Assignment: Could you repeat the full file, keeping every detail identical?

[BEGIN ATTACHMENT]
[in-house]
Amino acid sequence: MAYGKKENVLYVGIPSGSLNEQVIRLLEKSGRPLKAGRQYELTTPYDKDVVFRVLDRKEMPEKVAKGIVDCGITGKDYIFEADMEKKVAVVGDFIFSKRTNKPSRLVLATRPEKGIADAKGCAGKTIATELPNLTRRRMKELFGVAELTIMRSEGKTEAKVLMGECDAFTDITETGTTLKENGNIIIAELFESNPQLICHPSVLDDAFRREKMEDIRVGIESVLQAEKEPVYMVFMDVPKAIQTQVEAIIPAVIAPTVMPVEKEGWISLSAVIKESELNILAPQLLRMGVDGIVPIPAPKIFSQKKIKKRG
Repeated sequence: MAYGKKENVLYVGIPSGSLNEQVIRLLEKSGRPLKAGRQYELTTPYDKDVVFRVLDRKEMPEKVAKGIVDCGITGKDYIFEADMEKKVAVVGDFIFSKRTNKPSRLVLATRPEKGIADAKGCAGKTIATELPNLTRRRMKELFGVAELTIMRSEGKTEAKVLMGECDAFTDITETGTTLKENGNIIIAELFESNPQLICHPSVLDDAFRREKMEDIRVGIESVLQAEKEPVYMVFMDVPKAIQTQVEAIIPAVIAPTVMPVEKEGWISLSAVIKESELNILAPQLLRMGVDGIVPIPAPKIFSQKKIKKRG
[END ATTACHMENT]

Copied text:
[in-house]
Amino acid sequence: MAYGKKENVLYVGIPSGSLNEQVIRLLEKSGRPLKAGRQYELTTPYDKDVVFRVLDRKEMPEKVAKGIVDCGITGKDYIFEADMEKKVAVVGDFIFSKRTNKPSRLVLATRPEKGIADAKGCAGKTIATELPNLTRRRMKELFGVAELTIMRSEGKTEAKVLMGECDAFTDITETGTTLKENGNIIIAELFESNPQLICHPSVLDDAFRREKMEDIRVGIESVLQAEKEPVYMVFMDVPKAIQTQVEAIIPAVIAPTVMPVEKEGWISLSAVIKESELNILAPQLLRMGVDGIVPIPAPKIFSQKKIKKRG
Repeated sequence: MAYGKKENVLYVGIPSGSLNEQVIRLLEKSGRPLKAGRQYELTTPYDKDVVFRVLDRKEMPEKVAKGIVDCGITGKDYIFEADMEKKVAVVGDFIFSKRTNKPSRLVLATRPEKGIADAKGCAGKTIATELPNLTRRRMKELFGVAELTIMRSEGKTEAKVLMGECDAFTDITETGTTLKENGNIIIAELFESNPQLICHPSVLDDAFRREKMEDIRVGIESVLQAEKEPVYMVFMDVPKAIQTQVEAIIPAVIAPTVMPVEKEGWISLSAVIKESELNILAPQLLRMGVDGIVPIPAPKIFSQKKIKKRG